The smell of food in this room was stronger than in the room previous, and I was lucky my stomach didn’t start growling.
My turn. Head Guy had some nice things to say about my pretty piece of pie, and when he tasted it he said “Very nice.” So I was relieved to learn I wasn’t going to be sneered at. He asked me about the jack-o-lanternness of my pie, and further queried about why we call them jack-o-lanterns. Since I’m History Geek, I was happy to answer his question. He ended with “Good work,” and moved on.
He was followed up by the little dark-haired girl, whose question to everyone was “Tell me: Why Master Chef? Why now in your life?” Hard question to answer, since this was entirely a lark for me and I was only there to see how far I would get. I knew they wanted to hear about how I was hanging my entire existence on this contest and my heart would break if I didn’t get on the show, but I just couldn’t do it. That would be a lie. So I told the truth. I said it sounded like fun. I could see I was impressing nobody. But we segued into a chat about my grandson and his food allergies, so it wasn’t a total loss since I got to talk about the grandbaby. But then when she asked what I do, I told her I write novels for a living and her eyes glazed over. Hrm.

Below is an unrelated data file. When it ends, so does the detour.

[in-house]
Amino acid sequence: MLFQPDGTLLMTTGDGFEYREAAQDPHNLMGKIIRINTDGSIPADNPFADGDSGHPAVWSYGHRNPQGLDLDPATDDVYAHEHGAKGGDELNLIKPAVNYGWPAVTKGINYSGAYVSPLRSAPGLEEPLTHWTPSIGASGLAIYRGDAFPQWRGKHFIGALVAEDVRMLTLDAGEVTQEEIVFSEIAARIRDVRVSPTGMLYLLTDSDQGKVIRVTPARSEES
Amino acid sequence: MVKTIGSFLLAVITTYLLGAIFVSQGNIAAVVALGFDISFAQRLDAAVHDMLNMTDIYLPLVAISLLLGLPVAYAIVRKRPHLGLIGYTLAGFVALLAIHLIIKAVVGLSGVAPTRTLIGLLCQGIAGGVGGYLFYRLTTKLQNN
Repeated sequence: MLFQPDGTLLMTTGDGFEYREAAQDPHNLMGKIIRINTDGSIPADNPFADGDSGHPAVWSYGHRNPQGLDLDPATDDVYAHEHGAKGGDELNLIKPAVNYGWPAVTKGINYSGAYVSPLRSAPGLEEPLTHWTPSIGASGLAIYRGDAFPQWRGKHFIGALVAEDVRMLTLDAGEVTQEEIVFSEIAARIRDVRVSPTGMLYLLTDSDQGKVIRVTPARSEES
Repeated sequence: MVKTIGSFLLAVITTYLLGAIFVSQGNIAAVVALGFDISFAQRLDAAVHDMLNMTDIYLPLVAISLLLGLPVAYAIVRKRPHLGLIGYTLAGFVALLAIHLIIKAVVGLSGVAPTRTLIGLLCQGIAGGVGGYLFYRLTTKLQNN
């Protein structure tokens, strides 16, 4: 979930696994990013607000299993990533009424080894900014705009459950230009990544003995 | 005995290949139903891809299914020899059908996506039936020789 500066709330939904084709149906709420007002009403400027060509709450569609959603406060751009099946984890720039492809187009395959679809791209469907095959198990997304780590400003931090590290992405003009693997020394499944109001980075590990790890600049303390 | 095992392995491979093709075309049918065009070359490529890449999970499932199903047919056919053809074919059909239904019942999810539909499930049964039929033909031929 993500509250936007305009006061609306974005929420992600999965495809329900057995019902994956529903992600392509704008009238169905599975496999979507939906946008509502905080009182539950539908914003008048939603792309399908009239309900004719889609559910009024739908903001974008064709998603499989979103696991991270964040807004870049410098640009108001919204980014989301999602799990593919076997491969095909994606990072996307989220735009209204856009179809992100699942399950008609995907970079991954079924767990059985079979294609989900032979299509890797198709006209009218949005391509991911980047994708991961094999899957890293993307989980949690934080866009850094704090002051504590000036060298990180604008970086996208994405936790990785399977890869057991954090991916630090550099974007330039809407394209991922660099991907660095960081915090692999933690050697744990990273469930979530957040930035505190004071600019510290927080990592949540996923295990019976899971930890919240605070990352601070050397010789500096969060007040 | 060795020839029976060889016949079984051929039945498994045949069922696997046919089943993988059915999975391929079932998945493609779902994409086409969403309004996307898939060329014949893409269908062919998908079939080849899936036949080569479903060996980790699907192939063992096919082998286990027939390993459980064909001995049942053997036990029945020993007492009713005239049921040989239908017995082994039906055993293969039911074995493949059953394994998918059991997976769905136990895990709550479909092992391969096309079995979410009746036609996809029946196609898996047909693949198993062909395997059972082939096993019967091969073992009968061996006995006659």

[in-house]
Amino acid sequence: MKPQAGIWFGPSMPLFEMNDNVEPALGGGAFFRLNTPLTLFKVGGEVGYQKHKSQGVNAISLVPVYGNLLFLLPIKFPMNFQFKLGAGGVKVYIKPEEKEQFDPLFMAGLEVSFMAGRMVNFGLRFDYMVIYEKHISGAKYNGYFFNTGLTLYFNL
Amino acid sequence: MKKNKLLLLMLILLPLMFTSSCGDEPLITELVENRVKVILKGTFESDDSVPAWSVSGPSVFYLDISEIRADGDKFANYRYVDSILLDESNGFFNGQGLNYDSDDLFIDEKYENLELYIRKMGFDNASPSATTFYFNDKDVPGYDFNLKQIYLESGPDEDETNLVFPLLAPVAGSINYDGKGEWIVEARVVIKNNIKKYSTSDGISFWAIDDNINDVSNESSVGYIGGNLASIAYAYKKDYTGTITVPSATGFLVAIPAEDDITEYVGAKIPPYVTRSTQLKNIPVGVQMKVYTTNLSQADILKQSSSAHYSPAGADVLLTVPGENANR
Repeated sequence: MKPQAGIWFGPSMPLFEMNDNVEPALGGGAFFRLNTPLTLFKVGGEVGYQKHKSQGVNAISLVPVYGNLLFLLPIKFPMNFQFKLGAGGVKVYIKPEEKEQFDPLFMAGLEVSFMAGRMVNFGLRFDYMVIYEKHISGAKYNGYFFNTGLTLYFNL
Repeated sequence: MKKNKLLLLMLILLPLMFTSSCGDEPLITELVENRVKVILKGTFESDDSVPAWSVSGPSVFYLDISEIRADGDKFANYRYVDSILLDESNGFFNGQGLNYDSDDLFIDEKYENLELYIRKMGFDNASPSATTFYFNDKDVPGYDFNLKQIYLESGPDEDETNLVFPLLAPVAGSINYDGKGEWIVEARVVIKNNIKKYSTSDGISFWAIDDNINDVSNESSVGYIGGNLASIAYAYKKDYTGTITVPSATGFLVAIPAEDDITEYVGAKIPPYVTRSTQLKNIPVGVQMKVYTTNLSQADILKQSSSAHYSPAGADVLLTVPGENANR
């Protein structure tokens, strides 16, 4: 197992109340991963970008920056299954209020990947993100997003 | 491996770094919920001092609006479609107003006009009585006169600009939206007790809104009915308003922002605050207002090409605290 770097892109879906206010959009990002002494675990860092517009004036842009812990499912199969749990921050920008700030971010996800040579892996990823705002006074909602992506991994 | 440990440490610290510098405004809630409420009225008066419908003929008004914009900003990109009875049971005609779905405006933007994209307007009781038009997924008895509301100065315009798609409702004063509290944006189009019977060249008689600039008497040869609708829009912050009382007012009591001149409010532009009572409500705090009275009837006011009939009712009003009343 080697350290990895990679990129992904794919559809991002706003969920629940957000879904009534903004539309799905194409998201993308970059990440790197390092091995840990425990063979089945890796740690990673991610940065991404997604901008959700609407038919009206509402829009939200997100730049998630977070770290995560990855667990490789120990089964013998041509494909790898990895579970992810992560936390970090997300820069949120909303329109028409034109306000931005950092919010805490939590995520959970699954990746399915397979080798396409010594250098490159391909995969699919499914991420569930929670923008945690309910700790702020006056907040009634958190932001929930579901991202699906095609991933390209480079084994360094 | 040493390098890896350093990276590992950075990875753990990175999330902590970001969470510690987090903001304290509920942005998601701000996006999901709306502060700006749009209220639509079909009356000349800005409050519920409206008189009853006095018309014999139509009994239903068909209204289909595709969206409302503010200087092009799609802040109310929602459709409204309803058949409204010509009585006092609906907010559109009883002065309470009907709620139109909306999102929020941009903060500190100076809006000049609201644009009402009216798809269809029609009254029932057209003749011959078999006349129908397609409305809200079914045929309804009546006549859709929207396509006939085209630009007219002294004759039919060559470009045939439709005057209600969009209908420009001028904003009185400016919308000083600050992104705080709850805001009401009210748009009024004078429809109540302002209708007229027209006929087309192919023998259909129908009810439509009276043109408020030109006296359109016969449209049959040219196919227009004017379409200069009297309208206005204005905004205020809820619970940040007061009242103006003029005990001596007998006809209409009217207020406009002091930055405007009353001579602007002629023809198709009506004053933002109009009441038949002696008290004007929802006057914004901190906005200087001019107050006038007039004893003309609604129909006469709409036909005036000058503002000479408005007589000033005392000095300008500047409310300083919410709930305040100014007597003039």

Then came more waiting. A lot more waiting, as we stood behind our tables. I looked over to my right at some fish tacos and my mouth watered. All that food in that room smelled so good! I like fish tacos. The woman to his right had something with a great deal of cheese. I like cheese.
People across the way began tasting each other’s dishes. I was so hungry! I hadn’t eaten since the day before. It was nearly three in the afternoon. The dish-sharing spread, and people were tasting those fish tacos and the casserole further over. My neighbors asked me for a taste of pie, and I gave them gladly. I nibbled a bit myself, but hesitated to ask others for theirs because I was afraid I would make a pig of myself. I was so hungry.
However, the girl to my left had something with Brussels sprouts that looked irresistible. Brussels sprouts can be very good if they’re done right, and these were very small. I asked for one.
Oh. My. God. It was the best Brussels sprout I’ve ever had. You could die from this Brussels sprout. I asked for the secret, then I asked for another taste. I could have eaten the whole plate.
We waited some more, then the judging folk read off the numbers of the applicants they wanted to stay behind. Nobody was surprised when Cowboy Hat Guy was called. Maybe I could have done what he did, but bribery just didn’t occur to me and I haven’t worn a cowboy hat since I was six. Brussels Sprouts Girl was called, and she deserved it. I was not called, and I probably deserved that. Clearly I am not, as they say often on this show, “Master Chef material.” I and my fellow rejects made that long walk to the door, just as hundreds of others have done in the Master Chef kitchen. We were blessed that we didn’t have to do it on camera.